Oh man was I looking forward to this one. I love Pumpkin Ales. Easily my favorite beer variety, and also proof that summer has died and is dead.
A little pumpkin ale rant
Some pumpkin ales intend to be all about pumpkin flavor. Others try to do a lot of things, while mixing in some pumpkin flavor. I appreciate both, but definitely prefer the former. I like pumpkin anything. Pumpkin bread, latte, etc. Wait all year for it. Never get sick of it.
But this is not everyone, as became clear when we tried to decide what varieties to test out. The internet frequently does not know what it’s talking about when it comes to pumpkin ales. I don’t know how many reviews I read that started with “I don’t really like pumpkin ales, but…” WHY ARE YOU REVIEWING PUMPKIN ALES ON THE INTERNET, person who does not like pumpkin ales?
The thing is, I understand that pumpkin ales are not for everybody. So maybe if I was someone who didn’t really love the pumpkin flavor, I would seek out the opinion of someone who felt the same. I guess? Wait, this is stupid, too. Why would I even drink them if I don’t like them? Maybe I want to learn to like them. Maybe I want to know what the fuss is about. Wouldn’t I want to read a review that started with “I don’t really like pumpkin ales, but…” and ended with “…and this was the pumpkin ale that changed everything.”
Well anyway, I am not that person. I am a person who is obsessed with pumpkin ales, and I want to know the pumpkiniest pumpkin ale available. I want reviews that start with “I’ve tried all kinds of pumpkin ales and actually, am a well-known pumpkin farmer and home brewer…” (and go on to say “and I have free pumpkin ale for you, Josh Wilson”).
After much debate and soul-searching:
- Southern Tier Pumking – The undisputed internet champion, though I’d never had it. We had a little trouble finding this one. It gets scooped up fast, where available. After striking out at one craft beer shop, we called another before heading home. They said they had just a few left. We went there directly and bought two.
- Shipyard Smashed Pumpkin (Pugsley’s Signature Series) – Another strongly-reviewed imperial pumpkin ale. The regular Shipyard variety didn’t have strong reviews, so we skipped it.
- Harvest Time – a local favorite from Big Boss. I considered this my favorite pumpkin ale going in. Very nice, crisp pumpkin flavor.
- Dogfish Head Punkin Ale – Very well-respected. Definitely in the category of “a whole bunch of flavors, and also pumpkin” though.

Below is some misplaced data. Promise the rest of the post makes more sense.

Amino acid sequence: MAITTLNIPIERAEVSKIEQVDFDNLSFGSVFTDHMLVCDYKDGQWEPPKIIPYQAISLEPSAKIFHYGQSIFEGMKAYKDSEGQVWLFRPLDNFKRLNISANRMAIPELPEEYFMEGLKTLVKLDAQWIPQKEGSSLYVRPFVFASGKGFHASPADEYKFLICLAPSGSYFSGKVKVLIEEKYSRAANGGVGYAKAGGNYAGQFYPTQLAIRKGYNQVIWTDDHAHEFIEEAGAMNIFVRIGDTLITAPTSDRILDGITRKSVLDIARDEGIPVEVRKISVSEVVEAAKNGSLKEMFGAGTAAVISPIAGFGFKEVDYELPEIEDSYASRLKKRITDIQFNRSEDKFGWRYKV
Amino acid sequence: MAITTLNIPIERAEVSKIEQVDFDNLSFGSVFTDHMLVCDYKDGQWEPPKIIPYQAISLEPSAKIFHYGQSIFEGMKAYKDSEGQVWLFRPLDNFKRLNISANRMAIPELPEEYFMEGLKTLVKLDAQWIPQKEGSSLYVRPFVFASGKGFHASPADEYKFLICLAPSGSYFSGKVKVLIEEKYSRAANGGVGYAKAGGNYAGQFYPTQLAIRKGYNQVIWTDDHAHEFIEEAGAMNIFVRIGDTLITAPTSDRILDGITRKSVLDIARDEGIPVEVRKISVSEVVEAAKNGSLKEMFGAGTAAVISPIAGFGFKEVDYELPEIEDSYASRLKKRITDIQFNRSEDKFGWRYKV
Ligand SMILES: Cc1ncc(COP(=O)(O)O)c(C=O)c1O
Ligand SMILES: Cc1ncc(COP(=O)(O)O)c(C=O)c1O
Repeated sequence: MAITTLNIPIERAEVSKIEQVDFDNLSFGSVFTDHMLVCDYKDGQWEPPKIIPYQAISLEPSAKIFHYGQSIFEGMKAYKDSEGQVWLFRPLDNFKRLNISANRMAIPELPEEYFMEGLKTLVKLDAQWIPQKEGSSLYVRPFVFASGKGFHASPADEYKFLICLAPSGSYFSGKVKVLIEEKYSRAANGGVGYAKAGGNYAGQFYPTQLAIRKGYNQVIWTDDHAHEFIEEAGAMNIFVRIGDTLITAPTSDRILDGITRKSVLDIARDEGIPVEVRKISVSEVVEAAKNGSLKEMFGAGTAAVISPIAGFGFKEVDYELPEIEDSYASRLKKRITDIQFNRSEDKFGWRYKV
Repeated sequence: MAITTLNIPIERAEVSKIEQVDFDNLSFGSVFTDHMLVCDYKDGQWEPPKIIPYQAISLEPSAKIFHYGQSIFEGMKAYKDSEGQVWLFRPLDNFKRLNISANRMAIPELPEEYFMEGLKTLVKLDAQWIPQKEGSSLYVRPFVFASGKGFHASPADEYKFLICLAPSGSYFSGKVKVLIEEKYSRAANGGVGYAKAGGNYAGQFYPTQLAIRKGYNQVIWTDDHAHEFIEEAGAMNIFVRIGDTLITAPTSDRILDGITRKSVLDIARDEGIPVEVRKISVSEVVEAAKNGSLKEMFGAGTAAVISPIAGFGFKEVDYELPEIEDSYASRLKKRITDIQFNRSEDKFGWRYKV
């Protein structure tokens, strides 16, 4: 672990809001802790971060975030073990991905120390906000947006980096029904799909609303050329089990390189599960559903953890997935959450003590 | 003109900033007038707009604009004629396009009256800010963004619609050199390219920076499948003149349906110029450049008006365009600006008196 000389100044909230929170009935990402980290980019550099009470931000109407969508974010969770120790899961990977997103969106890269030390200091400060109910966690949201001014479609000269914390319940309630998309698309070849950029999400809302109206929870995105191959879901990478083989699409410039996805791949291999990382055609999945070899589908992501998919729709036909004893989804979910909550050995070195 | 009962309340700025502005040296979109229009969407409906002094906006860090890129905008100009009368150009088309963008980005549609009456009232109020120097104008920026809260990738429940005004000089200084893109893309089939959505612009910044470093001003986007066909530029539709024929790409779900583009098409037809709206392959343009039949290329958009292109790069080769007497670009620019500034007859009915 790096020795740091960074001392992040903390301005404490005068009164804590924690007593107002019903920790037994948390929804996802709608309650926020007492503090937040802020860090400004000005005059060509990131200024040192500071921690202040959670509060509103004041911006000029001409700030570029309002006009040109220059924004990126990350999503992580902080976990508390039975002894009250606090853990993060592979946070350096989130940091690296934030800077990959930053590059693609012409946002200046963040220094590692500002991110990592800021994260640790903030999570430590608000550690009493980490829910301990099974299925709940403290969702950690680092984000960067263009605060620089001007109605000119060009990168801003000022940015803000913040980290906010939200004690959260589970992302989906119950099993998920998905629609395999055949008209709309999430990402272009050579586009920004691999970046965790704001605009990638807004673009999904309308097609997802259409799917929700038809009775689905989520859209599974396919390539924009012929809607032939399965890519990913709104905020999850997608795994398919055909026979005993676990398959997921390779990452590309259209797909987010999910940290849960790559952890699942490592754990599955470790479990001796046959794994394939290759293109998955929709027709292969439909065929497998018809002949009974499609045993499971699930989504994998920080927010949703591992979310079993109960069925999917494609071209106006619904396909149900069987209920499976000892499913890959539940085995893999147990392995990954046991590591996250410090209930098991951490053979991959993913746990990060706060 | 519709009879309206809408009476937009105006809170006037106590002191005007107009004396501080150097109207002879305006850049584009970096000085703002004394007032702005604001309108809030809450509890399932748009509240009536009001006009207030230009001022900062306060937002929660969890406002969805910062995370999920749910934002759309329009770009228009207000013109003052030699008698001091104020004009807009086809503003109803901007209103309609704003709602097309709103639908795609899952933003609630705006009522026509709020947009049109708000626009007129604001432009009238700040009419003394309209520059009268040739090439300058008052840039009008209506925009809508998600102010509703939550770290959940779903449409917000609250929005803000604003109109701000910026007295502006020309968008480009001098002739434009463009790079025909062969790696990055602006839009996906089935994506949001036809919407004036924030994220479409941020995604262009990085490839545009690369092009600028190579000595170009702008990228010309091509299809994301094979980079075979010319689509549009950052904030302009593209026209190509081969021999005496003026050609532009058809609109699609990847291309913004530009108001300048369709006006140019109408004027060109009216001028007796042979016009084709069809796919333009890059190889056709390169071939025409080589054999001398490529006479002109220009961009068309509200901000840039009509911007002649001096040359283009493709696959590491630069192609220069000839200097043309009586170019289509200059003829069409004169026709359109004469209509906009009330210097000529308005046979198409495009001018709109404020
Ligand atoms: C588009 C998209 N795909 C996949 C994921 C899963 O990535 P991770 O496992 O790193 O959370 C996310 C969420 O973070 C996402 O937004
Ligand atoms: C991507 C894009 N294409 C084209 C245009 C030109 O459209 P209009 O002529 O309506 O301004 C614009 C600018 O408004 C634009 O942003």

- Blue Moon Harvest Moon – Mixed reputation. I actually kinda like this one and was curious to see how it would stack up against the more crafty varieties.
- Sam Adams Harvest Pumpkin Ale – Another national brand. Hadn’t tried this one before. It came in a Sam Adams fall variety pack so we included it.
I felt pretty sure we could pick out the imperial varieties, based on the witbier test experience, and also because they had about twice the alcohol as the others. Most pumpkin ales are around 5%, and the imperials were 9-10%. The Dogfish Head could make things tricky though, sitting right in the middle around 7%.
Testing was performed by me and K, plus her brother and his girlfriend.
As a group we preferred the more pumpkin-focused entries, so no surprise, the consensus winner was indeed Pumking. It had a really wonderful intense pumpkin flavor–its cup even smelled like buttery pumpkin pie crust. Pretty strong, too, but it adds to the overall flavor, I thought. We all liked this one a lot. If you can find it, get it.
Wide agreement on Big Boss Harvest Time as the runner-up. One voter put this in first place, preferring the slightly mellower flavor to Pumpking’s tasty assault. This is a great lower-cost, easy to get (if you live in The NC, anyway), tasty pumpkin beer. Very nicely flavored. They clearly have an idea of what they want in a pumpkin ale and make it happen. It just so happens that I agree with their vision.
Rankings were more mixed further down the list. Everyone was pretty happy with Harvest Moon, and it placed third or fourth for everyone. It’s a solid, middle-of-the-road pumpkin ale that has the advantage of being available everywhere at least through Halloween. I think the internet generally hates this beer, but I submit that its branding plays against it for most craft brew drinkers.
Dogfish Head Punkin did well with hoppy-beer lovers (K and I, to be specific), not so much with others. It’s a little stronger-flavored. I actually wasn’t sure if it was one of the imperials at first. It’s not all that pumpkin-y, for sure. If you like a little but not a lot of that, with an overall strong flavor, this is a good choice. Sam Adams did pretty well for tasters who didn’t like the stronger hoppiness of Dogfish Head. They seem to be trying to do the same thing, though.
Shipyard Smashed Pumpkin was an oddball. It was definitely distinct. Strongly pumpkin, but sort of odd. If you’ve ever been tempted to taste canned pumpkin before it’s cooked, it tastes a little, I don’t know, soapy? It’s definitely weird. It needs to be infused with sugar and butter and cooked for it to be really edible, is what I’m saying. Shipyard Smashed Pumpkin kind of had a trace of that uncooked pumpkin flavor. None of us especially knew what to make of it. For the price, not really worth it.
Anyway, these tests are always educational. Either we learn that we can’t tell things apart, or we verify that we know what we’re talking about, and it’s good to know which is the case. I think the biggest takeaway with this test was that we found out we know our pumpkin ales. We guessed which all six were during testing. They are all pretty distinct, and that helps.
Not sure about the next test. Nothing planned at this point. It’ll be a good time for porters or stouts, soon, so maybe that.